Host of Your Health Matters
Rowan Radio 89.7 WGLS FM http://wgls.rowan.edu/?feed=YOUR_HEALTH_MATTERS
Exec. Dir, Independent Physicians For Patient independence @IP4PI
According to CNN and NBC, Dr. Nancy Snyderman—pediatrician and media reporter—and crew recently returned from a reporting trip from Liberia to find their cameraman contracted Ebola. At that time, they voluntarily agreed to a CDC and New Jersey health department recommended 21-day quarantine in their homes. However, Dr. Snyderman and other members of the team violated their quarantine.
Craig M Wax, DO, family physician, talk show host, exec director of IP4PI-Independent Physicians for Patient Independence, is recommending that the NJ Board of Medical Examiners investigate removing the medical license from Dr. Nancy Snyderman, and NBC consider discharging her from her job as a medical reporter and anchor for her actions this week. Dr. Wax says, “Dr. Snyderman and her crew reportedly violated their quarantine and subjected local residents to Ebola exposure; a potentially deadly virus. She and her crew accepted the assignment willingly, understanding all of the risks. She and her crew accepted the voluntary quarantine for the good of public health and risk containment for 21 days. She then volitionally violated it at a local restaurant, possibly conferring risks to other patrons and staff. This is a violation of both her oath of Hippocrates and public health law. She should be investigated, and if the investigation determines her actions warrant it, she should lose her medical license(s) and lose her job at NBC media. She has carelessly violated the first rule in being a physician, “primum non nocere,” first, do no harm. It is sad that such an educated long time exponent of children’s health has acted this irresponsibly.”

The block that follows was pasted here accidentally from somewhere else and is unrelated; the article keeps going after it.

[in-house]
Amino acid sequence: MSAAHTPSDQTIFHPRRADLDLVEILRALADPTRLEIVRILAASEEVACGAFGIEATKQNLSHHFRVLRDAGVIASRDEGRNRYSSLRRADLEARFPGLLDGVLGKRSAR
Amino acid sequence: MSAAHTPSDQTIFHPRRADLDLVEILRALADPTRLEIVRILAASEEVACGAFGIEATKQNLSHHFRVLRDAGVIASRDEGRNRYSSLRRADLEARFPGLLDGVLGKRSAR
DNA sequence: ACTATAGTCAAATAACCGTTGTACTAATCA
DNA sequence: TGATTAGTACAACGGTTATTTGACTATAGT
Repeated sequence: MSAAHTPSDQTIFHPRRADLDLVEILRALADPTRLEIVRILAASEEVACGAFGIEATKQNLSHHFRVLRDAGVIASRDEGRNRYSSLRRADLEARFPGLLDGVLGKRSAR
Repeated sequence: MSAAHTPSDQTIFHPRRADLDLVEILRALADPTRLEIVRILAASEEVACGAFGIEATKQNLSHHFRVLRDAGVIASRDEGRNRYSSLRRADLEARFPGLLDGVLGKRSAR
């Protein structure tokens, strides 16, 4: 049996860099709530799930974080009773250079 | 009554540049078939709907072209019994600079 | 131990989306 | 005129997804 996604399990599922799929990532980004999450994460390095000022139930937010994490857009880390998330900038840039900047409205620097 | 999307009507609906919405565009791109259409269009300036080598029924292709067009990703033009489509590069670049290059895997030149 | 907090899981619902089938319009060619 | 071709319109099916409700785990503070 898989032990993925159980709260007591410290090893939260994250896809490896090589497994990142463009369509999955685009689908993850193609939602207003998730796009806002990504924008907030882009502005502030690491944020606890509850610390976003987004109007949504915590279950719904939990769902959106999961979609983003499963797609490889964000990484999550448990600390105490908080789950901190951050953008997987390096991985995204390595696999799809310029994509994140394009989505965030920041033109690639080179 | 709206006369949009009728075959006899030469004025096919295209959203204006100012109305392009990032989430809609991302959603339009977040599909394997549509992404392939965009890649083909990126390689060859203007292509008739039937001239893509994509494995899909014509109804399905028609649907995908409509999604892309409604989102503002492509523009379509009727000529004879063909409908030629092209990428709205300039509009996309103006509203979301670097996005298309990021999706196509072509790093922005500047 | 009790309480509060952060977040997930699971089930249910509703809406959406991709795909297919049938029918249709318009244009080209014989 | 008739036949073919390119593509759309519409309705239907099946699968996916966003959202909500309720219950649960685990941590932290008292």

Per Eric Shore, DO, JD, MBA: The issue is very simple and non-negotiable. Ebola is not very contagious, but highly infectious. Any actual contact MUST be considered direct contact and the individual isolated until the incubation period has passed. Dr. Snyderman knew all of this, she accepted the risk when she went to Africa, and should have accepted and abided by the quarantine as well. The probability that she would spread Ebola was very small, BUT NOT ZERO! I agree with Dr. Wax, it is an issue that the State Board or Medicine should review.
It is true that spending for the CDC has dipped ever so slightly since 2011, but the cuts followed years of massive increases. Overall, since 2000, CDC outlays have almost doubled, from $3.5 billion to $6.8 billion in 2014 constant dollars. Moreover, in January, the Republican-controlled House actually passed legislation that increased CDC spending for 2014 by $567 million — $300 million more than was requested by President Obama.
It’s not that the CDC hasn’t had money, it’s that the money has been spent on things that have little or nothing to do with the agency’s mission of protecting Americans from health threats.
As the agency’s mission statement says in part, “Whether diseases start at home or abroad, are chronic or acute, curable or preventable, human error or deliberate attack, CDC fights disease and supports communities and citizens to do the same.” Seems straightforward enough. There is, after all, a…